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Nutritionists believe that a person's daily requirement for vitamins can readily be met by eating five servings of fr...
on February 12, 2018
Can you please explain this question?
on February 14, 2018
@rdolm of course! Let's break down the stimulus first.
What is the conclusion here? "Thus, most people need to take vitamin pills."
How do we know this?
"Nutritionists believe that a person's daily requirement for vitamins can readily be met by eating five servings of fruits and vegetables daily. However, most people eat far less than this."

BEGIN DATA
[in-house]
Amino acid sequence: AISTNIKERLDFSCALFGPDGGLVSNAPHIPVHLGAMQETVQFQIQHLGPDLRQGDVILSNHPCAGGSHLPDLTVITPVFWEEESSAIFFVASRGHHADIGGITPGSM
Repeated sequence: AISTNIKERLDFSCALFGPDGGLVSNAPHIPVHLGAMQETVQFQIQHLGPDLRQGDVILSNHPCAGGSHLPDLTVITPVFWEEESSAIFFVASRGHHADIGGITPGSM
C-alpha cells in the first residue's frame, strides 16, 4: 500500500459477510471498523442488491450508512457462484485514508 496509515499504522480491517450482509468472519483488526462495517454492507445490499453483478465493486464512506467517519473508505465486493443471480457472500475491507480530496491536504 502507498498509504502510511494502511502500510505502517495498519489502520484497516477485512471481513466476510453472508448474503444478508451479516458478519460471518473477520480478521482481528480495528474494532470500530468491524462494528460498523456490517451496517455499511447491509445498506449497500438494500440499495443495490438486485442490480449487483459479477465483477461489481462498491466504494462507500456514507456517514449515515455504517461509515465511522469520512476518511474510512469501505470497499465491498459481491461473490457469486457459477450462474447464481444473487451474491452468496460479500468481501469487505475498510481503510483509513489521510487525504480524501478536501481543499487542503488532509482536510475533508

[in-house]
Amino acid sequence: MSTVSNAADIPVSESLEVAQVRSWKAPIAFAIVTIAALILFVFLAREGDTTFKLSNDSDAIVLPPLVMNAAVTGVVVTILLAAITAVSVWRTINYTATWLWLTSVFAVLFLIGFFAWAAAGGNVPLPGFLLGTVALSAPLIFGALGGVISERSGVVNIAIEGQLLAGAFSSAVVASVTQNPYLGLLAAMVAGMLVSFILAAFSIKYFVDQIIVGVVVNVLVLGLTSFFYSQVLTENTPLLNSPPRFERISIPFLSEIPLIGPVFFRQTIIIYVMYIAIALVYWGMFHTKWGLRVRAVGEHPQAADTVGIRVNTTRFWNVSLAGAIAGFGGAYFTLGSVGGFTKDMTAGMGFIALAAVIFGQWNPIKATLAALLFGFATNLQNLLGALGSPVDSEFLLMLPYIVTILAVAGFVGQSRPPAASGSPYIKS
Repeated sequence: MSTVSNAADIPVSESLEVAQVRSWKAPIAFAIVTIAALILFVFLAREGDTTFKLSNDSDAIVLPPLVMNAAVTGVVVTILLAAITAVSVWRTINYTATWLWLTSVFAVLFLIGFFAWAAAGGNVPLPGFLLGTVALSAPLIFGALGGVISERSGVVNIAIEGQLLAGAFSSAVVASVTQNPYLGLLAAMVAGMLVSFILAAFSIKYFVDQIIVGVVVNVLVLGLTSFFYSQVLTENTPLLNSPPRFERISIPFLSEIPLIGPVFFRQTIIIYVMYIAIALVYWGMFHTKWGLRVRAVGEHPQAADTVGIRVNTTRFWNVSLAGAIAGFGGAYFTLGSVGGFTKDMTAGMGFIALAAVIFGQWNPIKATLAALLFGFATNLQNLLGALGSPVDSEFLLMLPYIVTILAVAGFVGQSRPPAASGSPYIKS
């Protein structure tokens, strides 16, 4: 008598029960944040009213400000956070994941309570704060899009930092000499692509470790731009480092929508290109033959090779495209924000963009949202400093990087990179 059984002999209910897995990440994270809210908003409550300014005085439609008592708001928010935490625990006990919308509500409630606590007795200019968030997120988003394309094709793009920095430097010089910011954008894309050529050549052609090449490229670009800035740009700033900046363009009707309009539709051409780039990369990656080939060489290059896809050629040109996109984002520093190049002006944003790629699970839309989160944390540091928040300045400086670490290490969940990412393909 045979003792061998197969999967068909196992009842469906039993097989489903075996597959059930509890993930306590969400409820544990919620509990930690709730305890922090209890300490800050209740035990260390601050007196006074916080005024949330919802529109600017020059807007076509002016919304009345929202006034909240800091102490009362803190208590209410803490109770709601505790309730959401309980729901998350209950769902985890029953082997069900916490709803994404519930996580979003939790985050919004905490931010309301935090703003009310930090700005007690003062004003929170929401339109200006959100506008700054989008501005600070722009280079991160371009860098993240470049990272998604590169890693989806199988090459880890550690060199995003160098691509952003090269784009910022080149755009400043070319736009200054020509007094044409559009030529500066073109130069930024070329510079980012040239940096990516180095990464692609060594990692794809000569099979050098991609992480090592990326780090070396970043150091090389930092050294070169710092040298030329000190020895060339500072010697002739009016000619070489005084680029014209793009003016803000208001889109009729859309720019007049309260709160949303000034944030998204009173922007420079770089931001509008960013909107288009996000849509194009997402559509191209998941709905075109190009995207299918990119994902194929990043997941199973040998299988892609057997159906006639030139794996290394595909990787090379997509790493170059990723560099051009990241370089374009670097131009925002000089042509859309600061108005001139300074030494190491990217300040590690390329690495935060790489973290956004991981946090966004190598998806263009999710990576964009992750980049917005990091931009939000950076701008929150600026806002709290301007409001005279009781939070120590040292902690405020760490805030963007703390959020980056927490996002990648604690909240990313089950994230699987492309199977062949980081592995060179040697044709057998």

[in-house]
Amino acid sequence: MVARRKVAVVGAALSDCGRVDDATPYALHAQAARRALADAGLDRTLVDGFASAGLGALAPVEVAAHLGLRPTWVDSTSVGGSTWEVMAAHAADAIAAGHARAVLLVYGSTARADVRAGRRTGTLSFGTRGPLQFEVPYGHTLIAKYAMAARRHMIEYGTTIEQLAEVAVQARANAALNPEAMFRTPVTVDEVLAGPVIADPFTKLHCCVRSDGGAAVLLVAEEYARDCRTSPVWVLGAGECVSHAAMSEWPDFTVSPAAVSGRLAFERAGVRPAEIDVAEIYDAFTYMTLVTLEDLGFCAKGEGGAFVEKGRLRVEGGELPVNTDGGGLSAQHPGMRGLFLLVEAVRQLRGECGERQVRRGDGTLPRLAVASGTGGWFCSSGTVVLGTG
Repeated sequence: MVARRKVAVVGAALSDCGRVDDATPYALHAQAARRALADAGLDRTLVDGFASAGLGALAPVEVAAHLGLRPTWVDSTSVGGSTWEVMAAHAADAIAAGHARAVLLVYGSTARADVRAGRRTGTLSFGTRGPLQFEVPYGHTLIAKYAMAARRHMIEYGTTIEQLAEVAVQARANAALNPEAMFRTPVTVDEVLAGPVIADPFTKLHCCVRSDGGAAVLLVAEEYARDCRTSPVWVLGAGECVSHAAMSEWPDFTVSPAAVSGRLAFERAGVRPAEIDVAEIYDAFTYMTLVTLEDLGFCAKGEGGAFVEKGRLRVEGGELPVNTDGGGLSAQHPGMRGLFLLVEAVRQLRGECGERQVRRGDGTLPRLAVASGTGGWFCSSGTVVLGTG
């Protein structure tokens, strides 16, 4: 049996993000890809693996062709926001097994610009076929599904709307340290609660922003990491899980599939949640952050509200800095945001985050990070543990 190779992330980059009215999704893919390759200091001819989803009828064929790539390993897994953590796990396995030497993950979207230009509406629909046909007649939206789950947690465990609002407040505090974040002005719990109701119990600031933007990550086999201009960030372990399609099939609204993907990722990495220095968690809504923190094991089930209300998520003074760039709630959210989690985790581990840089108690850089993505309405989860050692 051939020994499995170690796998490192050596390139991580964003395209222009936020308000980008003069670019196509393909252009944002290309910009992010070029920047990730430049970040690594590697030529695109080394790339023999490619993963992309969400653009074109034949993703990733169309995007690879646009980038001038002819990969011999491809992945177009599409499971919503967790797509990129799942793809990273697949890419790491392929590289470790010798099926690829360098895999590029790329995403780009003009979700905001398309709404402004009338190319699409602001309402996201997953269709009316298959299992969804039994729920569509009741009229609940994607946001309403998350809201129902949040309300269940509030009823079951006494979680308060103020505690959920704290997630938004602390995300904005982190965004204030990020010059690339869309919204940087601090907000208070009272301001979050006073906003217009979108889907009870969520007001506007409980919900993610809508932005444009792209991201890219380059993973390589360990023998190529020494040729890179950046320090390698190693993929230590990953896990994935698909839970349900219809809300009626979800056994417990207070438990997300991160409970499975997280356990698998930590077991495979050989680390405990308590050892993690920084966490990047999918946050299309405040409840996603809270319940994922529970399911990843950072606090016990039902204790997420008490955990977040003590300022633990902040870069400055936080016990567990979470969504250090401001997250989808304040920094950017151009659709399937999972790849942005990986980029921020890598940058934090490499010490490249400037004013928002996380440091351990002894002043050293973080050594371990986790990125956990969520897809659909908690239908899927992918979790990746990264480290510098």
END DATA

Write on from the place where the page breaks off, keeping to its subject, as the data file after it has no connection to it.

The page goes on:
This is a flawed argument. Why? It assumes that the only way to get your daily requirement for vitamins is by eating five servings of fruits and vegetables daily. Since most people eat far less than this, the author assumes that most people need to take vitamin pills.
But what if most people got their daily requirement for vitamins from sources other than servings of fruits and vegetables? Other foods for example.
This is exactly what (D) says, "Many commonly consumed foods that are neither fruits nor vegetables are fortified by manufacturers with the vitamins found in fruits and vegetables."
Therefore, (D) weakens this argument by pointing out an alternative source of vitamins.
So (D) would be the correct answer. Hope that helps!
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